Now, I know that I promised you laughs, and so far I’m thinking that you’re probably starting to think I was less than honest. Not to worry, because the rest of this comic delivered moments that had me laughing out loud ( #laughoutlouding ). Sam’s argument with Mike over whether or not Charlie Parker should be mentioned in the same breath as Jimi Hendrix, all while Sam wields a chainsaw to take apart a scrapped car, was one. Another was the near tragedy that was Vic and Larry’s aforementioned kidnapping attempt (please refer back to previous paragraphs, the bits where I mention Sam being a Marine). Rest assured the heaviness of Sam’s military service is more than buoyed up by her devil (dog) may care attitude. This isn’t a sad book, but a book that should give a flicker of hope to anyone who ever doubted that recovery from trauma was possible.

And there’s still the aliens… What’s their deal, anyway?

Nope, that’s all. No more. You wanna know what’s going on, you’re gonna have to buy the book. Or books, if you haven’t already given Motor Girl a shot. I honestly don’t see how anyone of any taste could read this series and be less than impressed. Now I have to go, because I need to look into reading Strangers in Paradise. If it’s half as good as Motor Girl, it would have to be worth the investment in time and funds.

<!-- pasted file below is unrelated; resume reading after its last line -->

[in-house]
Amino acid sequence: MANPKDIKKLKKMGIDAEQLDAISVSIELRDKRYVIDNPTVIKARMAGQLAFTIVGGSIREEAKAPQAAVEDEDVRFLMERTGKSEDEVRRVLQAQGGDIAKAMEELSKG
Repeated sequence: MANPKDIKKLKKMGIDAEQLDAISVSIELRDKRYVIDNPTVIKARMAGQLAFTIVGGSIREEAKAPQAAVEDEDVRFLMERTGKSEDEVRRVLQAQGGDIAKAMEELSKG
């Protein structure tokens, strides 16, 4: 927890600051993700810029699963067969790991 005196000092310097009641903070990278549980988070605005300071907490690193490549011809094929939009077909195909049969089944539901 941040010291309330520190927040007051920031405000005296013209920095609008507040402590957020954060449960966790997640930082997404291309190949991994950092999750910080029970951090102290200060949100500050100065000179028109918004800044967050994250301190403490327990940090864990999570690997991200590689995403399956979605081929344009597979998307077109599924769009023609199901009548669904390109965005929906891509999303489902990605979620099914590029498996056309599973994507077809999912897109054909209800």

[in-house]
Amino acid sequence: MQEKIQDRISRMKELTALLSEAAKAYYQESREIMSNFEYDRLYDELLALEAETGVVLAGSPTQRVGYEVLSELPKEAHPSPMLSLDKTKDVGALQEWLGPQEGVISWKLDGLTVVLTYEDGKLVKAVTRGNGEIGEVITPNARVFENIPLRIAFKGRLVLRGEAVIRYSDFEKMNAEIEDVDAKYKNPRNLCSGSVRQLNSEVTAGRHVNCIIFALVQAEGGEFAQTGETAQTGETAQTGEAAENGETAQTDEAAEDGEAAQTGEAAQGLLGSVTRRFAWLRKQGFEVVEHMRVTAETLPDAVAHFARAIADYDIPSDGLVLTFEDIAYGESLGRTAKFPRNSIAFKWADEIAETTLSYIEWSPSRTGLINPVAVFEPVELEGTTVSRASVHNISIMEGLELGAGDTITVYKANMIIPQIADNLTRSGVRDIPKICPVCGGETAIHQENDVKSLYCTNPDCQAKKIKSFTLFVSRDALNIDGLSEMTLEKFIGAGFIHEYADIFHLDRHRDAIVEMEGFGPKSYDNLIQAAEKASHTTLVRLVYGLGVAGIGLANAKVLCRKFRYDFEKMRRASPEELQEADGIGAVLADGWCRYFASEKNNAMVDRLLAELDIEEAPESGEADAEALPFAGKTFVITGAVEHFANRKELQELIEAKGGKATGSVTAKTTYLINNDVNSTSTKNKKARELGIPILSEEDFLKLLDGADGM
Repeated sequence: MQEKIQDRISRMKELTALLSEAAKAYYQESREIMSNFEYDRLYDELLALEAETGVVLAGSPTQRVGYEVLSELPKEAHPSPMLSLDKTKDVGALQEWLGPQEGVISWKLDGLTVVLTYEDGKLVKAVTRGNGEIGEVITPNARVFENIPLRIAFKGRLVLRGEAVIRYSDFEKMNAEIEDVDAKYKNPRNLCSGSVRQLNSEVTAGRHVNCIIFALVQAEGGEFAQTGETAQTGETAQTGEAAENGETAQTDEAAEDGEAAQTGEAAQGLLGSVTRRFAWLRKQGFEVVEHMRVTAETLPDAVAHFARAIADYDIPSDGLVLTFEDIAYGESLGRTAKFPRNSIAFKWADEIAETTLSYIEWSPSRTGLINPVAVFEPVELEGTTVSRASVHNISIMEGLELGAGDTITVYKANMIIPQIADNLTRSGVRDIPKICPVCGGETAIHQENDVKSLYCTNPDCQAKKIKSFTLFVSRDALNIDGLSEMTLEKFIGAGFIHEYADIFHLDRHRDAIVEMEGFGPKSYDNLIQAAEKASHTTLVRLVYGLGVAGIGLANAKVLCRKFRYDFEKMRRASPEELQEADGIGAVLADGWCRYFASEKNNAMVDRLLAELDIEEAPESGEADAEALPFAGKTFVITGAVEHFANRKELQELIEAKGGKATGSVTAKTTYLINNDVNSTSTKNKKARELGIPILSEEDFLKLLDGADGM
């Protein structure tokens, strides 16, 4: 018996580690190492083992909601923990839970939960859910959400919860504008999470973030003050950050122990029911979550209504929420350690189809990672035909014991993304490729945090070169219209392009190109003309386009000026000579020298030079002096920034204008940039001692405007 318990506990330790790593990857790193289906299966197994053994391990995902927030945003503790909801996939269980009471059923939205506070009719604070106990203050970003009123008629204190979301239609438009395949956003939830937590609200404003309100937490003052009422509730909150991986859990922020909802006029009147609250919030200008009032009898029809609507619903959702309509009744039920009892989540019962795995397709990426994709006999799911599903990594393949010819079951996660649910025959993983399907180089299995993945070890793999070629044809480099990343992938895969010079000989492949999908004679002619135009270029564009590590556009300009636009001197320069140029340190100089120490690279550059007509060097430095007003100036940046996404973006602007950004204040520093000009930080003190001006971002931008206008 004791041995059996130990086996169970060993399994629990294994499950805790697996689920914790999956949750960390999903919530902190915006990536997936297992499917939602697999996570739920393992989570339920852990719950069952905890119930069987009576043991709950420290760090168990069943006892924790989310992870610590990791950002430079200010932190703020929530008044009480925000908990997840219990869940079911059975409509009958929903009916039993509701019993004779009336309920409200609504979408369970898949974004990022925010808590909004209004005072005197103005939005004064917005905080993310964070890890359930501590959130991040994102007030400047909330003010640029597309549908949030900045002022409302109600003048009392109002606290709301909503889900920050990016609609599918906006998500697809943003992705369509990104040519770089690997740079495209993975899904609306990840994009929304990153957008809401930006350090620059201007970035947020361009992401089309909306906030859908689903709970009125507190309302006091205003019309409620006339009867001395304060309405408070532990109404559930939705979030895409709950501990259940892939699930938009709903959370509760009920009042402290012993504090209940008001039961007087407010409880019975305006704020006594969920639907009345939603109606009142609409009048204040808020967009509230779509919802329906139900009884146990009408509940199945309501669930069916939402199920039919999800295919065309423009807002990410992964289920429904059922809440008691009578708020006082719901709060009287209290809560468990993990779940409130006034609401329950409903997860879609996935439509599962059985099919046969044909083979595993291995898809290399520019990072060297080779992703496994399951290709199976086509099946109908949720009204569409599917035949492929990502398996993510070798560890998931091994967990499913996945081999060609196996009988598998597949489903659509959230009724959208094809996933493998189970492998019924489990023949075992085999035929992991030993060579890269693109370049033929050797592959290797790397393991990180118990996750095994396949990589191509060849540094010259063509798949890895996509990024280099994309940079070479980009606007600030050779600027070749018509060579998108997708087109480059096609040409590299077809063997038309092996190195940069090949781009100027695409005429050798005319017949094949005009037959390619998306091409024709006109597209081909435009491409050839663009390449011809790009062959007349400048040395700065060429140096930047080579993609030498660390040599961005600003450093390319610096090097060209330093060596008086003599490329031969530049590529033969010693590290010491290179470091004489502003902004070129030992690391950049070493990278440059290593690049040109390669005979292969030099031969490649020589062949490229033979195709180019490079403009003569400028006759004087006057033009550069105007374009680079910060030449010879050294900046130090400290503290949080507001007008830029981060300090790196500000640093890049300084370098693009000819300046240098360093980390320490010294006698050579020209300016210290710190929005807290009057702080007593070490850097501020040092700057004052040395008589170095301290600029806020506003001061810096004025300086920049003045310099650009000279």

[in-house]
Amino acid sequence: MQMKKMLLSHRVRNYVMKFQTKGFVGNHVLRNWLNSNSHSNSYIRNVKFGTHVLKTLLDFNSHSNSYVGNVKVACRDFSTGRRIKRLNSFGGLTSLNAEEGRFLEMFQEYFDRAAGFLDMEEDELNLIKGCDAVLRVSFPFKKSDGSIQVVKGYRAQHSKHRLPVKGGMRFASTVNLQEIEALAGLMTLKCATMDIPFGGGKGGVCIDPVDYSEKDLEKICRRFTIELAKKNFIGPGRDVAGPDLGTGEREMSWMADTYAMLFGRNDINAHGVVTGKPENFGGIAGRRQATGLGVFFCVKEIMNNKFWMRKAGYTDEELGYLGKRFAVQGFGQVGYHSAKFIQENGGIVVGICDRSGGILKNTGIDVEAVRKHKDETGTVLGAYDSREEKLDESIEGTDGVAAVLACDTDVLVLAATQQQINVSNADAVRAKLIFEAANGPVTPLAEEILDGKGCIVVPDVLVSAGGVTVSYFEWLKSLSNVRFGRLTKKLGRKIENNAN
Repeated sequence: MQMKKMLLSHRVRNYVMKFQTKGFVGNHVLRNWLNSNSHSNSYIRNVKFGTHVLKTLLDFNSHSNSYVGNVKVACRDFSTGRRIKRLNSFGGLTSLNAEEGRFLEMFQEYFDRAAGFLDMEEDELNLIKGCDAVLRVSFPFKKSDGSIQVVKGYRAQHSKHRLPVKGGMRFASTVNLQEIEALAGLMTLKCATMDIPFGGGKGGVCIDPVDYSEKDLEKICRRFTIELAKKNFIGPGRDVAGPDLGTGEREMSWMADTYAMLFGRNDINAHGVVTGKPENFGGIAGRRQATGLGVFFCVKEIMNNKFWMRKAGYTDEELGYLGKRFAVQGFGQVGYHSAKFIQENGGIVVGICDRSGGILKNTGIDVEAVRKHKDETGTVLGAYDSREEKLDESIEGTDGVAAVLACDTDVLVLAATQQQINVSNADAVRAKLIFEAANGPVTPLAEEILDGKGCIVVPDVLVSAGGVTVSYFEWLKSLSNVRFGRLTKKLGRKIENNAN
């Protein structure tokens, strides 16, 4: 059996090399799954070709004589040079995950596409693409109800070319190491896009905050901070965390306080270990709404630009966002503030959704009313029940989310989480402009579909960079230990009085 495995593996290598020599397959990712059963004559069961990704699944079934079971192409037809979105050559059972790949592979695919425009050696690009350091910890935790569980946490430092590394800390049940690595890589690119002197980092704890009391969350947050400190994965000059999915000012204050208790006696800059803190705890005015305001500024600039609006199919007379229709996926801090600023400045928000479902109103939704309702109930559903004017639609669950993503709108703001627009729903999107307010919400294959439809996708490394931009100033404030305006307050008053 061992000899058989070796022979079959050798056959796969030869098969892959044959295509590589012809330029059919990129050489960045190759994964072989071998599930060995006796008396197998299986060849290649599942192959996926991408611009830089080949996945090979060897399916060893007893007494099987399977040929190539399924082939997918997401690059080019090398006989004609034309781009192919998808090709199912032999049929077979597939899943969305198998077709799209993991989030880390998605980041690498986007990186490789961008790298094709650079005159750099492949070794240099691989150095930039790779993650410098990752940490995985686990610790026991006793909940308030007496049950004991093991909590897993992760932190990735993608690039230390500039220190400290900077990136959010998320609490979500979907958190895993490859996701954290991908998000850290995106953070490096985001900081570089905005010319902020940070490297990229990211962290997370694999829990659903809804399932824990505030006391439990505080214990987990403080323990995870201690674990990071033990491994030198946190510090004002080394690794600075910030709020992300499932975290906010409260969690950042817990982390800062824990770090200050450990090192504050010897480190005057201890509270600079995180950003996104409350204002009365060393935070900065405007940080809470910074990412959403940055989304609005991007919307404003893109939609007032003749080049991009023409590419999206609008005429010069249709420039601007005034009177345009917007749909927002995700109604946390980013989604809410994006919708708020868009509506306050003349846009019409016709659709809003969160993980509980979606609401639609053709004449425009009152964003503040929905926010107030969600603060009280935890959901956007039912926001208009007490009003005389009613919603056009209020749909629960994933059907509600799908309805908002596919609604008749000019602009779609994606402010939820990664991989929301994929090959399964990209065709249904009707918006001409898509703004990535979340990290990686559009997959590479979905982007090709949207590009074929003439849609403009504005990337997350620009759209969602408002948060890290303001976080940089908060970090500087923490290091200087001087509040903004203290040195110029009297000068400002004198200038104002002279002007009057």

Semper Fi.

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  1. I will buy pretty much anything that Terry Moore does. “Strangers in Paradise” is a gateway drug for your friends (especially female friends, but not necessarily) who think that comics are all super-heroes and not something they’d like. You might also want to try “Rachel Rising,” about a woman who dies…..sort of…and finds out she’s part of a larger thing. Brilliant horror comic, but like SIP and Motor Girl, infused with much humor.

    1. I think at this point, I’d read anything Moore did… Motor Girl has all the attitude I could ask for, and he does an outstanding job highlighting the lighter side of post traumatic stress.